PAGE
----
Naloxone fails to reverse hypnotic alleviation of chronic pain

Psychopharmacology (Berl). 1983;81(2):140-3. doi: 10.1007/BF00429008.


The hypothesis that the alleviation of chronic pain with hypnosis is mediated by endorphins was tested. Six patients with chronic pain secondary to peripheral nerve irritation were taught to control the pain utilizing self-hypnosis. Each subject was tested at 5-min intervals during four 1-h sessions for the amount of reduction of pain sensation and suffering associated with hypnosis while being given, in a random double-blind crossover fashion, an IV injection of either 10 mg naloxone or a saline placebo through an indwelling catheter. The patients demonstrated significant alleviation of the pain with hypnosis, but this effect was not significantly diminished in the naloxone condition. These findings contradict the hypothesis that endorphins are involved in hypnotic analgesia.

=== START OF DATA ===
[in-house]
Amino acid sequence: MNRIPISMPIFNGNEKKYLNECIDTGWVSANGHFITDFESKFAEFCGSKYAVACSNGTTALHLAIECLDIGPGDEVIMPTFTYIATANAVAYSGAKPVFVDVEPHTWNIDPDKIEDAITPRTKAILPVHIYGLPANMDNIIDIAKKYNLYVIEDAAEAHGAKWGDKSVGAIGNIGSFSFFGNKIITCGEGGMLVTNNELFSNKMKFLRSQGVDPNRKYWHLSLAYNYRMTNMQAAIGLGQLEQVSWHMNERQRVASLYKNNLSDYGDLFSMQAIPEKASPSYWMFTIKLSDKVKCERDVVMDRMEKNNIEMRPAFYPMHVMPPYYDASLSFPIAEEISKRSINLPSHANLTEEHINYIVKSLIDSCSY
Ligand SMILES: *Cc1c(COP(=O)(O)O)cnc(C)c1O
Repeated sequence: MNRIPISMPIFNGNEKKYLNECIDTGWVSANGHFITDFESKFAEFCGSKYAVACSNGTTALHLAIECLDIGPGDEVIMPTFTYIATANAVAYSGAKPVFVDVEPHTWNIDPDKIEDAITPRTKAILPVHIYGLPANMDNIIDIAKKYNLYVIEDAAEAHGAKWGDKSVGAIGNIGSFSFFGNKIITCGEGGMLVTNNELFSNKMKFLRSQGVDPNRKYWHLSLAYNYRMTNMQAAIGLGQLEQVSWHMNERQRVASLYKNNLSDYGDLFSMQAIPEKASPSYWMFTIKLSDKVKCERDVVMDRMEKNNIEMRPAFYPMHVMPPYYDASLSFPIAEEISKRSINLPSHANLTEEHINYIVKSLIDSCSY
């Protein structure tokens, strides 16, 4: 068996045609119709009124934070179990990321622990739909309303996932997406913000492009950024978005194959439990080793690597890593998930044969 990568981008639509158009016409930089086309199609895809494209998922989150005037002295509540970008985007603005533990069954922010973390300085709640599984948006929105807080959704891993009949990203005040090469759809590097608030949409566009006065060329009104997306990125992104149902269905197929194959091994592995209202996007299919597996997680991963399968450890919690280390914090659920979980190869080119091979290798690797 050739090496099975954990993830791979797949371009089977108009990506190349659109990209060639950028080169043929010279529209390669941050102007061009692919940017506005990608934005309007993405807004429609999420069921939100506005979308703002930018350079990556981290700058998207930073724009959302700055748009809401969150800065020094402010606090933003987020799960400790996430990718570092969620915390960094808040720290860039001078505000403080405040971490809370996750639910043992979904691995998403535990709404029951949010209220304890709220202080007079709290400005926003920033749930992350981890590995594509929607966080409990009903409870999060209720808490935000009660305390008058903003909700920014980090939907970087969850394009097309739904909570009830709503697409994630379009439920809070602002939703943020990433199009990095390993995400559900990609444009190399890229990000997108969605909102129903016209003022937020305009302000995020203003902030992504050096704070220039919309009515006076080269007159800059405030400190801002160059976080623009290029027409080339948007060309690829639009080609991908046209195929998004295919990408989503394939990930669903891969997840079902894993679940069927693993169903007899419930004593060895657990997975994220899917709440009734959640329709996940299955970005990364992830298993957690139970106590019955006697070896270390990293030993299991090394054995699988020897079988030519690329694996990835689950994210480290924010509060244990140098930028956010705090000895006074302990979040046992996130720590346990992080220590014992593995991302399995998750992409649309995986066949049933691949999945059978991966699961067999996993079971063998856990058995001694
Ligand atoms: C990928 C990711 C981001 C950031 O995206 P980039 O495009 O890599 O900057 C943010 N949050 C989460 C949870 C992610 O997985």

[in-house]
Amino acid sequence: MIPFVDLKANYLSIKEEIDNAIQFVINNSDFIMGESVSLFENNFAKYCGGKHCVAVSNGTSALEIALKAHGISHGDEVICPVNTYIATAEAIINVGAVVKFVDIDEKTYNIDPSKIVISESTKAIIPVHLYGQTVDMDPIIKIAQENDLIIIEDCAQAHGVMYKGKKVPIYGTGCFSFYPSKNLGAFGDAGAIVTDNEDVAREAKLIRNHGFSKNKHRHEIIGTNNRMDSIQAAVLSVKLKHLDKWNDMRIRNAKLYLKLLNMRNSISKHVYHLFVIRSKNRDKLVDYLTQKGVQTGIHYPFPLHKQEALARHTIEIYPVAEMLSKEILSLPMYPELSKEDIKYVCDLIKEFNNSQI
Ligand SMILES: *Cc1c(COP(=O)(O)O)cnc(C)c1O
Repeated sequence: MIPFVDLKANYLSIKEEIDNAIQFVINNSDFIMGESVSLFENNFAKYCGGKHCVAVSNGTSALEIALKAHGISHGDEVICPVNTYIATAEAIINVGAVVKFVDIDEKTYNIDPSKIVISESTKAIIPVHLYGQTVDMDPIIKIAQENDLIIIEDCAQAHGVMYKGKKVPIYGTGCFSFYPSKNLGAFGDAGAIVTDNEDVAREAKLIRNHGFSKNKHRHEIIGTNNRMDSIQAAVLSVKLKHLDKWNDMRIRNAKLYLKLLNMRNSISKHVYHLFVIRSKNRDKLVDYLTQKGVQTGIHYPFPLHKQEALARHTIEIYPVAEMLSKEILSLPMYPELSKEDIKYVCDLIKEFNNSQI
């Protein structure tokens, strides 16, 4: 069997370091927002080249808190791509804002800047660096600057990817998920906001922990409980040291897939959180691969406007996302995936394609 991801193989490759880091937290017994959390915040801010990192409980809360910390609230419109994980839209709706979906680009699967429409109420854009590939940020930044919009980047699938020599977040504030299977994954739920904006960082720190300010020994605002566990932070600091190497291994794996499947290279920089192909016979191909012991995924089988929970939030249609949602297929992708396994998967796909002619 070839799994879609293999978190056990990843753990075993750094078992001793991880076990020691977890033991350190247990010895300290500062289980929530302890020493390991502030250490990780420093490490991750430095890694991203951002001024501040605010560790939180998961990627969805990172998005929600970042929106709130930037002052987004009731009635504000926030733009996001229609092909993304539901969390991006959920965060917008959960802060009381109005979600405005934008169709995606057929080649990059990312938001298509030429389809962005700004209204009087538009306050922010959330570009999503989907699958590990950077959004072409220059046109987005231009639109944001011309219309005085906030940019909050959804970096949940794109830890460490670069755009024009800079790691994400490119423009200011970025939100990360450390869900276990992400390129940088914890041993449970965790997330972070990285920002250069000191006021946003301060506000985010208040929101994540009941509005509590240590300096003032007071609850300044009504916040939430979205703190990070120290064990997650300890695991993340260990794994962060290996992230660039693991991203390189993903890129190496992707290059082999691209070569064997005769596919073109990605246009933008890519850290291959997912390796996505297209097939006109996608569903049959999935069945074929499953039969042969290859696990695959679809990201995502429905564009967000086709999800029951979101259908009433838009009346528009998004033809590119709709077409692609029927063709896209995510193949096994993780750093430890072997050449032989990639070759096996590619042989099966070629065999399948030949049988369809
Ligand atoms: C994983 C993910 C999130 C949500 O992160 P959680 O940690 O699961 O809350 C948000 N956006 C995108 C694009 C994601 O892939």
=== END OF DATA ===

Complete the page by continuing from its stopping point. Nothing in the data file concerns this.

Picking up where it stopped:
Publication types

  • Clinical Trial
  • Randomized Controlled Trial

MeSH terms

  • Adult
  • Aged
  • Chronic Disease
  • Double-Blind Method
  • Endorphins / physiology
  • Female
  • Humans
  • Hypnosis, Anesthetic*
  • Male
  • Middle Aged
  • Naloxone / pharmacology*
  • Pain / physiopathology
  • Pain Management*
  • Time Factors


  • Endorphins
  • Naloxone